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Discussion in 'Trials' started by motobene, Apr 14, 2017.
Not sure what this has to do with this thread but I'll concur . I know a couple of guy's that had this done with rave reviews .
Chris , have you noticed any differences between the Sherco / Scorpa handling ? Just curious as ( from what I've gathered ) they are the same but different ?
A coating is on many pistons today, but that's a good idea. I suspect it gives way when too tight but otherwise just 'floats' the piston. That specific coating you cite could be special and proprietary. Certainly a good too to have in one's box, thanks!
In a few days I will have in a Scorpa 300 standard for setting up and shipping back out for a customer. I will also have my new Sherco Factory 250. I will be able to intimately compare these two.
As far as I know, the only substantive difference between the two will be the forks. Tech on the Sherco and Marzocchi on the Scorpa. The fork's lengths and offsets of wheel axle to steering head axis could be subtly different.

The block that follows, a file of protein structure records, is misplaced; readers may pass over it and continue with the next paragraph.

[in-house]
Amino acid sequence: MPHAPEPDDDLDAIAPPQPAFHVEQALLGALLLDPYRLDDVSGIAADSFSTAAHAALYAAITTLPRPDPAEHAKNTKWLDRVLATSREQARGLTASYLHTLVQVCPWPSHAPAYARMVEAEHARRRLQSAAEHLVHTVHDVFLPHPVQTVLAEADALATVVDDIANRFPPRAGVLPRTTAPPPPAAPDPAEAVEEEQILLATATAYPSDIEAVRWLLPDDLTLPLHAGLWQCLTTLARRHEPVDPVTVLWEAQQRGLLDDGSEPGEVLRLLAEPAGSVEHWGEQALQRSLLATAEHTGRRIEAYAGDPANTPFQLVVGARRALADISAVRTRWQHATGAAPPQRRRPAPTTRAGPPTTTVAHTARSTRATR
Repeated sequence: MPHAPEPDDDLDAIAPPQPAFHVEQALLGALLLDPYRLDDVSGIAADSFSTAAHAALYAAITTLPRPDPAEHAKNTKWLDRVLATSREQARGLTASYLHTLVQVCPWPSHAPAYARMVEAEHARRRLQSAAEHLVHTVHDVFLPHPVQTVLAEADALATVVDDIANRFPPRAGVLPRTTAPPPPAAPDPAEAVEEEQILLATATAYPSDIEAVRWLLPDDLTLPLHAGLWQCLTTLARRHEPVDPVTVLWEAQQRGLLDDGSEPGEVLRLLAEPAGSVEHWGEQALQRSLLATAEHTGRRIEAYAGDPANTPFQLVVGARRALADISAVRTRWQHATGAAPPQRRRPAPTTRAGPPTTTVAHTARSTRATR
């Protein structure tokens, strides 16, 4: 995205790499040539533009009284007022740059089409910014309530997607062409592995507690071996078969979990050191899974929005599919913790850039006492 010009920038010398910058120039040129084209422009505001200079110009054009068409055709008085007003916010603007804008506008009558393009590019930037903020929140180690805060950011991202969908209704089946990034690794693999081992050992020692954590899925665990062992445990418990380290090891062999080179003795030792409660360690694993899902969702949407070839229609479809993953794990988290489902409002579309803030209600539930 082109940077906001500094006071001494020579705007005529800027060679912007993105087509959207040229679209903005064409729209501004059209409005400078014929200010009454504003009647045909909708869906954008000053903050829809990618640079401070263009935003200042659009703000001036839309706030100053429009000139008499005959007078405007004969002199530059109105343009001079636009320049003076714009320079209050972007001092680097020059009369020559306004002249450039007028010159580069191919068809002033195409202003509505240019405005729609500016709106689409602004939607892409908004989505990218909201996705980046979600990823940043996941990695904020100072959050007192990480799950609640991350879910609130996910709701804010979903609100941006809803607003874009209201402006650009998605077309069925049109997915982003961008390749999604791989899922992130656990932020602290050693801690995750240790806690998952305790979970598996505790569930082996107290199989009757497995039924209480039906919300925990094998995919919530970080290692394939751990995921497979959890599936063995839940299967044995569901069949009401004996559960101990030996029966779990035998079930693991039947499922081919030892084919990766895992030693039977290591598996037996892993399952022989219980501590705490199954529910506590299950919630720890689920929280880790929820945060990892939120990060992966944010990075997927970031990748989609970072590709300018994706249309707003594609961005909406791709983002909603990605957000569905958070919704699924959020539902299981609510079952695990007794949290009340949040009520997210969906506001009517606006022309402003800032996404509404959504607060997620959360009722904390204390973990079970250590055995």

The Scorpa standard model uses Marzocchi/Olle. The Scoroa Factory models use Tech/Reiger, and the Sherco standard uses Tech (steel stanchion-rod)know Tech/Olle. The Sherco Factor models use Tech/Ohlins. There will be subtle differences between that may affect handling.
I am of the opinion that all of these models are close enough in the details to make it a bit tough to discern those fine details in a blind test. But, I don't yet have enough data to know just where the hairs get split.
It was a Gas Gas, but a 125 was fifth overall at the SSDT this year....
Swapped the 55 PJ for a 52 and it seems quite happy. Baseline AS setting is 1 1/2 TO. Saturday evening ride at the Tryals Shop tomorrow, for a full test and report.
Still haven't changed the 55. Ran SO good today! But the air pressure is high.
Re fit the stock 9-tooth front sprocket. Less fun in the driveway but righter for slow work.
Related subject regarding overall gear ratio. I'm finding for the first time in years of GasGas and Sherco bikes that I'm liking the stock setup on all the 2017 Sherco-Scorpa bikes.